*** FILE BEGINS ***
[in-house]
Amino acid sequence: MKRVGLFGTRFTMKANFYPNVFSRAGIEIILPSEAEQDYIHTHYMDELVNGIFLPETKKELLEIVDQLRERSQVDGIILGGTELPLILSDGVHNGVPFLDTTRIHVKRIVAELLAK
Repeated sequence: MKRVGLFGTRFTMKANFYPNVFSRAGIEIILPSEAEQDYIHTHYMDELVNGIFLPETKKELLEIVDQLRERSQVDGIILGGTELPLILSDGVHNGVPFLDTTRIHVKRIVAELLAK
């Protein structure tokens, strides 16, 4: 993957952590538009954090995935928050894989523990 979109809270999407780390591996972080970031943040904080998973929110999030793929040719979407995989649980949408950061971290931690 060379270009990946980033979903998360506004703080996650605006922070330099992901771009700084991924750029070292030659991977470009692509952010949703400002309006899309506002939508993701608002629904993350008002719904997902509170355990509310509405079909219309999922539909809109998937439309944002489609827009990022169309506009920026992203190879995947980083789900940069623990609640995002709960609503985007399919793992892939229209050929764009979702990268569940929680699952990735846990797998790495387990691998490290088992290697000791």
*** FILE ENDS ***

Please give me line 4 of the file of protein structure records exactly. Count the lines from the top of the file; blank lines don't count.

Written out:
């Protein structure tokens, strides 16, 4: 993957952590538009954090995935928050894989523990 979109809270999407780390591996972080970031943040904080998973929110999030793929040719979407995989649980949408950061971290931690 060379270009990946980033979903998360506004703080996650605006922070330099992901771009700084991924750029070292030659991977470009692509952010949703400002309006899309506002939508993701608002629904993350008002719904997902509170355990509310509405079909219309999922539909809109998937439309944002489609827009990022169309506009920026992203190879995947980083789900940069623990609640995002709960609503985007399919793992892939229209050929764009979702990268569940929680699952990735846990797998790495387990691998490290088992290697000791």